And this gets to the deeper problem. The government isn’t merely allowing these ethically questionable experiments on animals to occur; it’s actively funding the research, which is problematic for two reasons that go beyond dollars and cents.

First, government has created a massive industry around animal experimentation. Hundreds of millions of dollars are at stake, and both the recipients of the funds and those who grant them have an incentive to keep the cash flowing—regardless of the ethics or the fruit born of the research.

Second, proper oversight and accountability of these facilities is hampered by the fact that the government is funding the research. The government is supposed to hold to account those who directly harm others, but the Wuhan lab saga shows how difficult this task becomes when the government itself is the bad actor.

Neither the Chinese Academy of Sciences, which administers the Wuhan Institute of Virology and reports directly to the State Council of the People’s Republic of China, nor the U.S. government has shown much interest in being transparent about what was going on at the Wuhan lab.

China has steadfastly refused to give patient data to the World Health Organization in its investigation into the origins of COVID-19, even though it’s considered a standard pandemic practice.

The U.S. government, meanwhile, went to great lengths to censor Americans who openly speculated that the virus might have originated in the Wuhan lab. Government officials also somehow convinced a bunch of scientists to publicly claim the virus was of a natural origin, even though they privately believed the opposite was true.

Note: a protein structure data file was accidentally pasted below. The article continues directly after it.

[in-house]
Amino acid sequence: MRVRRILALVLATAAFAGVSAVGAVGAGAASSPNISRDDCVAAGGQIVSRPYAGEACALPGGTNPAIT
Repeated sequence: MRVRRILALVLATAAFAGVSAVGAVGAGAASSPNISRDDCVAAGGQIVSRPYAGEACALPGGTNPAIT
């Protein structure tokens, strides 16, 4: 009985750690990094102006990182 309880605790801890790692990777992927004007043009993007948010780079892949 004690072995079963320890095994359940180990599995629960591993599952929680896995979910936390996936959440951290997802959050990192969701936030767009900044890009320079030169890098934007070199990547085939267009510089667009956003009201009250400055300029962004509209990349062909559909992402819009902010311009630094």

In other words, government officials will be more inclined to cover up the truth than hold themselves accountable for any crimes they commit or harm they cause.

None of this should surprise us. In his classic work “Anatomy of the State,” the economist Murray Rothbard noted that “the State is largely interested in protecting itself rather than its subjects.” Rothbard proposed testing this hypothesis with a simple question: “Which category of crimes does the State pursue and punish most intensely—those against private citizens or those against itself?”

We’ve seen the answer to this question over and again in the last three years, which is why it’s clear that it’s time for the government to get out of the business of funding animal experiments altogether.

The state’s long track record of horrifying scientific experiments—on both people and animals—shows it lacks both the conscience and incentives necessary to conduct such research ethically (assuming it can ever be ethical) and safely.

In the end, both our grandchildren and the animal kingdom will thank us for separating science and state.

This article originally appeared on The Epoch Times

Jon Miltimore
Jon Miltimore

Jonathan Miltimore is the Editor at Large of FEE.org at the Foundation for Economic Education.

This article was originally published on FEE.org. Read the original article.